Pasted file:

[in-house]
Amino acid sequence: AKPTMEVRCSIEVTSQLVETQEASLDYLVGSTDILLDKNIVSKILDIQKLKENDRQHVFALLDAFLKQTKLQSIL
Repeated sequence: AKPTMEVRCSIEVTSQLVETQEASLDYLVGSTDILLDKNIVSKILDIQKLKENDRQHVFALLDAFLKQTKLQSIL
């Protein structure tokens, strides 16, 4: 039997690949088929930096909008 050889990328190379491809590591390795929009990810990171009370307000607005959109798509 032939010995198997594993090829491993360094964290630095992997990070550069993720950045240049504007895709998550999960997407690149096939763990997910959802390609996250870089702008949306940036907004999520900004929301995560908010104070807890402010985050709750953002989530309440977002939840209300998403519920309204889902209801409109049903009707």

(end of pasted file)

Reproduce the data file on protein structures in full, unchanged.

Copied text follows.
[in-house]
Amino acid sequence: AKPTMEVRCSIEVTSQLVETQEASLDYLVGSTDILLDKNIVSKILDIQKLKENDRQHVFALLDAFLKQTKLQSIL
Repeated sequence: AKPTMEVRCSIEVTSQLVETQEASLDYLVGSTDILLDKNIVSKILDIQKLKENDRQHVFALLDAFLKQTKLQSIL
């Protein structure tokens, strides 16, 4: 039997690949088929930096909008 050889990328190379491809590591390795929009990810990171009370307000607005959109798509 032939010995198997594993090829491993360094964290630095992997990070550069993720950045240049504007895709998550999960997407690149096939763990997910959802390609996250870089702008949306940036907004999520900004929301995560908010104070807890402010985050709750953002989530309440977002939840209300998403519920309204889902209801409109049903009707």